Restaurant: Little Sister
Location: 2031 Yonge Street, Toronto, ON M4S 1Z9
Price Range: $$
I admit.. I have been here once before but I lost all the pictures, so I thought another visit was appropriate :p. Prior to visiting the restaurant, I have heard of Little Sister as the first Indonesian restaurant in Toronto and I actually sampled some of their dishes at Taste of Toronto! Their babi panggang (roasted pork belly) and watermelon salad really hit home for me that day and I knew I had to check out the restaurant itself.
Anyhow, the krupuk or prawn crackers didn’t have a strong prawn/shrimps flavor like the ones in Thai restaurants, but the sauce was delicious! It had a nice combination of spicy and sweetness.
If you’re expecting the regular sweet and tangy watermelon salad, then you’re in for a real surprise! The salad was packed with heat, luckily the fresh mint and basil helped to calm the spiciness and lightened up the dish. The Sambal vinaigrette added a savoury touch to the salad and I was surprised at how I couldn’t smell the shrimp paste or fish sauce – which typically is part of the sambal vinaigrette.
While the babi kecap was the less spicier dish out of everything we had that night, it was still hefty on flavorful marinates and spices! The pork shoulder was oh-so-tender and melt in your mouth goodness… I liked how the ginger wasn’t too overpowering and the soy sauce was thick, which gave the gravy a nice consistency, perfect to eat with some steam rice :p!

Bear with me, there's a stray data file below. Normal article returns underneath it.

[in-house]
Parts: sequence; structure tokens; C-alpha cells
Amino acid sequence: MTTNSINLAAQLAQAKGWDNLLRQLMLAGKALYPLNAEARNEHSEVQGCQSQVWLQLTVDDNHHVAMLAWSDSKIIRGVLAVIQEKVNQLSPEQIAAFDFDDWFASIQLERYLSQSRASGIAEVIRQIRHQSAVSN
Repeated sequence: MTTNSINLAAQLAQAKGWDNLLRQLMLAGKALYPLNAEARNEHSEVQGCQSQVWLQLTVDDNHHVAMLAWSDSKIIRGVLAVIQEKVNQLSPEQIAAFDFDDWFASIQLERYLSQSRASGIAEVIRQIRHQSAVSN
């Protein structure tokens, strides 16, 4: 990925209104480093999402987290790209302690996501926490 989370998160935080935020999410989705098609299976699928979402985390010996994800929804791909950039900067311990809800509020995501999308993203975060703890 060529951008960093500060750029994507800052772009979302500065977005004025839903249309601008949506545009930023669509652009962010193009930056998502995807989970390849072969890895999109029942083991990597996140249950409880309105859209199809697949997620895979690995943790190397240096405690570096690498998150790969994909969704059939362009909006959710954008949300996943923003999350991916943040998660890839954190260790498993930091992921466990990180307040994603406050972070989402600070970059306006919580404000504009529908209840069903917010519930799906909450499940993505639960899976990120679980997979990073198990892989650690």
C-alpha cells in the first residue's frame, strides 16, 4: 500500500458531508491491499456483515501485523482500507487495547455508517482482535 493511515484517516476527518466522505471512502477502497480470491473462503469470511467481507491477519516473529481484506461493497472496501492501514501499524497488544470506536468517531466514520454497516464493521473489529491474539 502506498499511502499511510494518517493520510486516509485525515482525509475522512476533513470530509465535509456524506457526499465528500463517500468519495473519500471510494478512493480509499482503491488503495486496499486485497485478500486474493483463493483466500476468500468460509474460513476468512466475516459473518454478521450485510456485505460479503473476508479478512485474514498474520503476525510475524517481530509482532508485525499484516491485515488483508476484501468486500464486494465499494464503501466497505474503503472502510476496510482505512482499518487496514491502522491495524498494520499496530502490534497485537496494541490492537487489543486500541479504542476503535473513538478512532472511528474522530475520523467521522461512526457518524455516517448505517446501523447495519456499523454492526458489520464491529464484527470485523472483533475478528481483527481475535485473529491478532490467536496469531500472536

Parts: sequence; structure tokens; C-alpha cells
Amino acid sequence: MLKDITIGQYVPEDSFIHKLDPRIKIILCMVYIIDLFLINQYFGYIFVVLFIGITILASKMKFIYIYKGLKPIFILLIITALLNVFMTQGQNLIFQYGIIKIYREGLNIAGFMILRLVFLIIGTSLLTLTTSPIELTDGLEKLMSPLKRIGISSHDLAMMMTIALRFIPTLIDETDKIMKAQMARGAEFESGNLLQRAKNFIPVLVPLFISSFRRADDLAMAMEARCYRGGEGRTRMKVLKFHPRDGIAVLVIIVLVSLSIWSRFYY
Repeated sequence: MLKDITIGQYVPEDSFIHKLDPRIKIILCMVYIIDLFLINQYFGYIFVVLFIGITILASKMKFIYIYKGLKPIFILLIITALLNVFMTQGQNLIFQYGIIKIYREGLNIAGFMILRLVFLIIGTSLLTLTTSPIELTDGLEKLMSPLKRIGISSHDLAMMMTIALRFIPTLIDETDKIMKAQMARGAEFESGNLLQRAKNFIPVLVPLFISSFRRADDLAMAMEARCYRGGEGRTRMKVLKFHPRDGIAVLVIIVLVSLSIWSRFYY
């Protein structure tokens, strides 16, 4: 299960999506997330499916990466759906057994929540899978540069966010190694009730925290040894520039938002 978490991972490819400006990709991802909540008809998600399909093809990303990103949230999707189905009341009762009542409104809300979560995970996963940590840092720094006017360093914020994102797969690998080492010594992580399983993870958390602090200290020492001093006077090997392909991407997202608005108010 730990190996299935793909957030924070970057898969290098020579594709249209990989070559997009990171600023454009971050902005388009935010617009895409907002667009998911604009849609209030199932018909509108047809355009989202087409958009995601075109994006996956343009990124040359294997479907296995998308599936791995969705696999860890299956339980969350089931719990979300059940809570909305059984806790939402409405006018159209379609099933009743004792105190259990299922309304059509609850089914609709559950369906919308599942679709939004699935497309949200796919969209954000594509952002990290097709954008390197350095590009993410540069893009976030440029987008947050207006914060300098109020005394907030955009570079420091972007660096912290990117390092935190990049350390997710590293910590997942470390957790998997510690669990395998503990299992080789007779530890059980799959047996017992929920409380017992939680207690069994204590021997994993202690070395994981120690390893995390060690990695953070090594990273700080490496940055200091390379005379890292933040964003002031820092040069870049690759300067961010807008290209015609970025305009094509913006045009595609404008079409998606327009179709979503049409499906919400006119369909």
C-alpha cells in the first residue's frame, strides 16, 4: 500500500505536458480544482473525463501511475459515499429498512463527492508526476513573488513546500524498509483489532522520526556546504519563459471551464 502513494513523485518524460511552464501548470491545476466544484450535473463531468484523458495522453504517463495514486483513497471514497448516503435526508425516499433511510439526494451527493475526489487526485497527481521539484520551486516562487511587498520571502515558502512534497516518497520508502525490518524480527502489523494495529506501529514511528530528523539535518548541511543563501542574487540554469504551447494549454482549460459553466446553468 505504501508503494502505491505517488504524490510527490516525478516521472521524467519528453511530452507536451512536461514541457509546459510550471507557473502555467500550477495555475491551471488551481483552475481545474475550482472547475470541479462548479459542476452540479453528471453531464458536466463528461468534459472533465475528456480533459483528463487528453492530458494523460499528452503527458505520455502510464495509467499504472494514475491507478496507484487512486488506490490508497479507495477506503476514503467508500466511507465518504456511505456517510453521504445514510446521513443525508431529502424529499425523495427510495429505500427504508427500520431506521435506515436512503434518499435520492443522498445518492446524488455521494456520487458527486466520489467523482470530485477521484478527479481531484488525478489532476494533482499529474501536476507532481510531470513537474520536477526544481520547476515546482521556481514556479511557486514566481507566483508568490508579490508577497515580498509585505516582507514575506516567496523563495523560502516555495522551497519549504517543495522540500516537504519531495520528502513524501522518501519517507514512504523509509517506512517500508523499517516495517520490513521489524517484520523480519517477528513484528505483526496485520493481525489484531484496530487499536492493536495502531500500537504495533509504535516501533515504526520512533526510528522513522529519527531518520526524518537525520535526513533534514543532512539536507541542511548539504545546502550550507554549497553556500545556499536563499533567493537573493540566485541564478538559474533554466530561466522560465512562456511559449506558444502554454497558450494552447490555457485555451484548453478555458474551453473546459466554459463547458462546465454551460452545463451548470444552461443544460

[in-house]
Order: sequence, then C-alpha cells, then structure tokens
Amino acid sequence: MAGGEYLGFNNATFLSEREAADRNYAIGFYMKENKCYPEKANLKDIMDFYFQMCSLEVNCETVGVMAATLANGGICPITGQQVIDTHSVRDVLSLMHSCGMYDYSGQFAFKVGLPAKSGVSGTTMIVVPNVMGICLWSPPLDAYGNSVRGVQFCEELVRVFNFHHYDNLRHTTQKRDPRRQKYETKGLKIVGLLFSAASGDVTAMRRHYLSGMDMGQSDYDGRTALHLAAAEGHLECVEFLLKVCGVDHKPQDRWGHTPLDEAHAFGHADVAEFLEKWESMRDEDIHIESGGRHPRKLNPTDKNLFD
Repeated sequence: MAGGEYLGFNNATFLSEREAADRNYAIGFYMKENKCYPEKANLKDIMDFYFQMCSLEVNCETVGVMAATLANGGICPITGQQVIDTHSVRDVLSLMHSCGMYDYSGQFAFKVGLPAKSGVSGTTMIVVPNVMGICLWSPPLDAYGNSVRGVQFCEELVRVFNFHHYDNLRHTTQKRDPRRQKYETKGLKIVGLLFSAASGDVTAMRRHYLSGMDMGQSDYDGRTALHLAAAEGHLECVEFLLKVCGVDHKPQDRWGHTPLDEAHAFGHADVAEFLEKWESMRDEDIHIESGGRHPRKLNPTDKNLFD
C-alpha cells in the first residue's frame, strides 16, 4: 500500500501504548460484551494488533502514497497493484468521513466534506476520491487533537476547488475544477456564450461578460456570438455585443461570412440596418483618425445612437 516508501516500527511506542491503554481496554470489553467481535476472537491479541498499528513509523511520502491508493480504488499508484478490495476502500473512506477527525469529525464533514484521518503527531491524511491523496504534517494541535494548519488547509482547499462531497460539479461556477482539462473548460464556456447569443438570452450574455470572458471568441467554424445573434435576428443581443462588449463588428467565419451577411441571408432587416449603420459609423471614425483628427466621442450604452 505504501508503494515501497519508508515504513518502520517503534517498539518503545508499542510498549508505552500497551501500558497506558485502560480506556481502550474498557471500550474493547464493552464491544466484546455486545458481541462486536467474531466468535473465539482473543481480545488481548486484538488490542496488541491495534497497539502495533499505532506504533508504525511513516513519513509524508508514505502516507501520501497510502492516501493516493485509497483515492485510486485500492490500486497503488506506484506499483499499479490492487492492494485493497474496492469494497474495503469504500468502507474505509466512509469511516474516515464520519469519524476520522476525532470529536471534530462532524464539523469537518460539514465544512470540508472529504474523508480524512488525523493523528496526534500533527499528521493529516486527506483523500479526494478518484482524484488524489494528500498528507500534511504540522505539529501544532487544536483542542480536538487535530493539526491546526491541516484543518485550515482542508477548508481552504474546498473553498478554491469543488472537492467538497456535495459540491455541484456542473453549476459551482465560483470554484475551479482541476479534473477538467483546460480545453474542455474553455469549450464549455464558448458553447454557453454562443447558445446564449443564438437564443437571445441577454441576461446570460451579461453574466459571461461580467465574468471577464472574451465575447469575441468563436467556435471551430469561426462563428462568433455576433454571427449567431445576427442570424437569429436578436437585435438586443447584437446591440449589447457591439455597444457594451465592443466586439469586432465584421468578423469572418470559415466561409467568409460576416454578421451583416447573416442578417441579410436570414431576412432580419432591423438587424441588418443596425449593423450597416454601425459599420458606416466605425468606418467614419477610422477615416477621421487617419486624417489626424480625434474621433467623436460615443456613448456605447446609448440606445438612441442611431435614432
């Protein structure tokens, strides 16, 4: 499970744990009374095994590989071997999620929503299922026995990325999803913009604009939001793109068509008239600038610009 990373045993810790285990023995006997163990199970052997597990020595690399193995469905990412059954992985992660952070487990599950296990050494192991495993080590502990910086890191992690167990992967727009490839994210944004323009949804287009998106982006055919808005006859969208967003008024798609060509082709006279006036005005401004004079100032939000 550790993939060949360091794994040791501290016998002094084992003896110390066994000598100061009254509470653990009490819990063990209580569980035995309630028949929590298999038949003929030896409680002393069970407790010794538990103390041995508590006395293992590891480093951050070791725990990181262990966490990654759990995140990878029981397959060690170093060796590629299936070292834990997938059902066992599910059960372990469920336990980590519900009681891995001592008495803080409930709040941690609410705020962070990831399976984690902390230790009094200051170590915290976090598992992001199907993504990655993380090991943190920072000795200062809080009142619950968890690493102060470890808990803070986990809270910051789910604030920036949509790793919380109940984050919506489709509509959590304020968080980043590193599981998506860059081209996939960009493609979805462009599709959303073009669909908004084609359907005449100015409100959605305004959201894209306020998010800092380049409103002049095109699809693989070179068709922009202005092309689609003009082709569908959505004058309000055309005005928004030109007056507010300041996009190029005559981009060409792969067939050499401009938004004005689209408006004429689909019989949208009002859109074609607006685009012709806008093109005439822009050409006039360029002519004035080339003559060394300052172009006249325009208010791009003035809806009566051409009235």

Samur java was somewhat lacklustre compared to other dishes due to the heavy spice mix, which I think contained nutmeg or something along the line that was too overbearing. The meat wasn’t as tender as the babi kecap either, it was quite tough to chew on. I thought the crispy potato was unnecessary as it added no flavor to the dish, it would have been better if they included chunk of potatoes to soak up the gravy!
Since both of the previous dishes didn’t come with a side of rice, C and I decided to order a side of nasi goreng to fill us up. While the dish was essentially a fried rice, it was incredibly aromatic with the combinations of chili, garlic and shallot aromas. The rice wasn’t too oily and while it had a kick of heat, the sweet soy sauce toned down the chili.
Being the first Indonesian restaurant in Toronto, I really wanted to love Little Sister as the food was delicious and flavorful, however the price and service really let me down. I understand that this is a tapa-style restaurant, but considered that I almost paid $20 for a dish that was just a size of an appetizer, I didn’t think it was worth it. If you really want to try, I recommend going into smaller groups as the dishes are shareable between 2-3 people, anything more than that will make you fight with your friends over the amazing dishes.